Kumar has ditched his designer bags for a frugal lifestyle. He’s cancelled his credit cards — he doesn’t even own an ATM card, and makes a physical trip to the bank to withdraw money daily...from a bank teller.
Never mind that when you go watch the 49-year-old comedian’s Golden Jubilee show happening next year called Kumar50 (so named to celebrate his 50th birthday — Kumar’s a national icon, okay?), you’ll be looking at his shiniest and most extravagant self.
His everyday life is the opposite of a flashy sequined dress; when he turned 40, he Marie Kondo-ed his wallet by getting rid of his credit cards and cutting down on unnecessary expenditure, choosing to spend cent-sibly instead. What happened?
8 DAYS: You’re a self-professed reformed spendthrift. What sparked this change?
KUMAR: Things changed a lot when I turned 40. My priorities are different now. Three years ago, I did social work for [youth charity] Beyond Social Services and I realised the under-privileged families are so happy despite their circumstances. If they can be happy, why can’t we?
I see a lot of unhappy people around me and I think it’s ’cos of greed. I thought about how greed is feeding us and nothing is ever enough. For a long time, I didn’t like the person I saw in the mirror, but when I was 40 I finally liked [who I am]. I don’t want to be part of the whole circus anymore.
How has your lifestyle changed?
It was such a transition for me. If I want to buy new things, I go to [a heartland place like] Ang Mo Kio Hub [instead of an upscale shop]. I have a few Gucci and Prada bags, but [buying them] didn’t make me any happier. I just want to be happy.
Going to the supermarket is very therapeutic for me now. On my last trip to the supermarket, I bought some Christmas decor and chicken ’cos I often cook at home. That’s what happens when you get older! When you’re young, you talk about where to eat or about fashion trends, but now, you discuss allergies and where to find an acupuncturist.
What do you splurge on these days then?
My glasses are usually designer. But [Japanese optical chain] Owndays makes very nice and affordable glasses. I also own a lot of [Issey Miyake] Bao Bao bags, but I stopped buying them ’cos everyone was carrying them. And I must walk into Charles & Keith whenever I pass by their shops; they have such nice shoes! [Everyone has Charles & Keith shoes too], but a Bao Bao bag is more obvious when everybody’s carrying it.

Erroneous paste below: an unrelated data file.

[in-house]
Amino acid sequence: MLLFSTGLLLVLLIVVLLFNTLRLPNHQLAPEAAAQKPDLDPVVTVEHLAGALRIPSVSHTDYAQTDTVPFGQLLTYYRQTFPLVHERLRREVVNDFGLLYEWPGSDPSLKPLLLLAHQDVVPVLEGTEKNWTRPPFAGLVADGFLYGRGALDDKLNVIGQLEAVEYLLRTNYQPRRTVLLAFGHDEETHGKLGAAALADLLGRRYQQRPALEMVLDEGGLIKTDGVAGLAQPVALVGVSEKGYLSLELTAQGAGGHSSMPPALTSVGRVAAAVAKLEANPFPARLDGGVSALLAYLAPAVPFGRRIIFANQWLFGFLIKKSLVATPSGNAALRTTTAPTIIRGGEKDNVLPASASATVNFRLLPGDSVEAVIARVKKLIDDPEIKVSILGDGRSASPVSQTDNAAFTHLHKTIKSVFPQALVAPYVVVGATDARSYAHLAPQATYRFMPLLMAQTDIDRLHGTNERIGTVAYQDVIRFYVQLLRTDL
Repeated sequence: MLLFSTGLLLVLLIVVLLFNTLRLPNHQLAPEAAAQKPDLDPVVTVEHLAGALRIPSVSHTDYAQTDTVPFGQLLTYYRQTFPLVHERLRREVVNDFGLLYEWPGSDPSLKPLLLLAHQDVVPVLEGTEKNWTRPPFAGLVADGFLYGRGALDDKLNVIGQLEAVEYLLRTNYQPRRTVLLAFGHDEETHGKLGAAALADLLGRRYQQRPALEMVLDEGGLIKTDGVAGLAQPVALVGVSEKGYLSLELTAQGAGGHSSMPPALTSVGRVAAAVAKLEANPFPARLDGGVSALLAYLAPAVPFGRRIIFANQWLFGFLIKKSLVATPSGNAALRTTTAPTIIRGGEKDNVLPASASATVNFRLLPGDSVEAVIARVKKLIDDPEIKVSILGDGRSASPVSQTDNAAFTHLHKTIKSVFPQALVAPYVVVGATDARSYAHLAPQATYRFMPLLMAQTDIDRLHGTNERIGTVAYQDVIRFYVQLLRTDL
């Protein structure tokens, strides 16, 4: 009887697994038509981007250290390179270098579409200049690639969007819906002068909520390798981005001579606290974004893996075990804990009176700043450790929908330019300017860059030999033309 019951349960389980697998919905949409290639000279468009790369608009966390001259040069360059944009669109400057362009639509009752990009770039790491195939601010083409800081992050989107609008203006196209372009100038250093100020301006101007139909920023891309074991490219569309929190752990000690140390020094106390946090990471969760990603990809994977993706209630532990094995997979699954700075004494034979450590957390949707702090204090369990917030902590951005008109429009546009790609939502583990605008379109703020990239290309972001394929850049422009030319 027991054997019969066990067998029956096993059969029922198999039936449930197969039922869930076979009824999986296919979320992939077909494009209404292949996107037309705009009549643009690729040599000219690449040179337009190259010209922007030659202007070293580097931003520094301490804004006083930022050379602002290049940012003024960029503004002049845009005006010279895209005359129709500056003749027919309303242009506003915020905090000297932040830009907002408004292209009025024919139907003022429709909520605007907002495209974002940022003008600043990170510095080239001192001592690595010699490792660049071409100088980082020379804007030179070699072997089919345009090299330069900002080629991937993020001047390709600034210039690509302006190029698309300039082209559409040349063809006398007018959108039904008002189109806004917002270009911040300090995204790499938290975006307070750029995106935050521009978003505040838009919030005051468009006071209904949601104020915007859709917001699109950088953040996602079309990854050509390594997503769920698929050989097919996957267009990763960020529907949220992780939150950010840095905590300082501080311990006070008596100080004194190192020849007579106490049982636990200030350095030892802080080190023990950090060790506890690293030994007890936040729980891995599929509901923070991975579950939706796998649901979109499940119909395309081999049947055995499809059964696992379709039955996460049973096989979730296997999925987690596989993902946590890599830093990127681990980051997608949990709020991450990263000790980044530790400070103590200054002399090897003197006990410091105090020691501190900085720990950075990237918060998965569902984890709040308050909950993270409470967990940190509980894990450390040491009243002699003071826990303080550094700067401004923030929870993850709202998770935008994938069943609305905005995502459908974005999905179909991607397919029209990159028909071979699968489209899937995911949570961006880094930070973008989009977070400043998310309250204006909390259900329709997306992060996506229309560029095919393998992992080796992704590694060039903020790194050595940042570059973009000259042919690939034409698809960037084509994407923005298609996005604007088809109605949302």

And I cannot do without perfume, from Elizabeth Arden to Chanel. A 100ml bottle lasts me two weeks. I shower myself with it!
You’re the fur-parent of Oreo, a Scottish Terrier (above). Did you cut back on your pet expenditure too?
I cut down on my own spending, but I make sure she gets the best. I frequently send her to the groomer’s for a bath. I got her when she was three months old and initially I bathed her myself, but I didn’t know if I was doing it right. The blow-dry is a lot of work to do at home.
Each grooming visit costs about $18, which is still okay. I spoil her a lot. She’s got over 80 toys. Every time I go out of the house, I feel so bad about leaving her, so I always stop by the pet shop on my way home to buy a toy or a treat for her. Bribery lah!
What was the last thing you bought before this interview?
I just came back from doing my hair. I take care of my hair, ’cos you need nice hair to go on stage. The hairstylist at the salon at my block knows exactly what I want. I also got make-up removing wipes from the pharmacy for $12.90.
If you were to set up a Carousell account, what would you put up for sale?
Most of my Bao Bao bags. I have about seven. At my age, I should put myself up for sale too lah. Maybe someone will buy!
His home: A four-room flat in Serangoon North, where he has been living alone for the past three years.
His ride: “I flag a taxi. I don’t use [apps like] Grab or Uber. I still have an [early model] Samsung Note 4, I don’t have a laptop, and I’m not even on social media! I just spend my time watching TV or having friends over to chit-chat, or playing with my dog."
What’s in his wallet: Cash, and nothing else. “I cancelled my credit card before I turned 40. When you’re a spendthrift, it’s not good to have a credit card. I’d go drinking with freeloading friends and become too generous [with treating people] when I got tipsy. I don’t have an ATM card either; I just calculate how much money I need every day and go to the bank to withdraw cash from the bank teller. If I can’t go to the bank, I borrow some money from my sister who stays near me.”
Catch Kumar in Kumar50, Feb 28 to Mar 11, 2018, Capitol Theatre. Tix from Sistic.
PHOTOS: CHEE YAN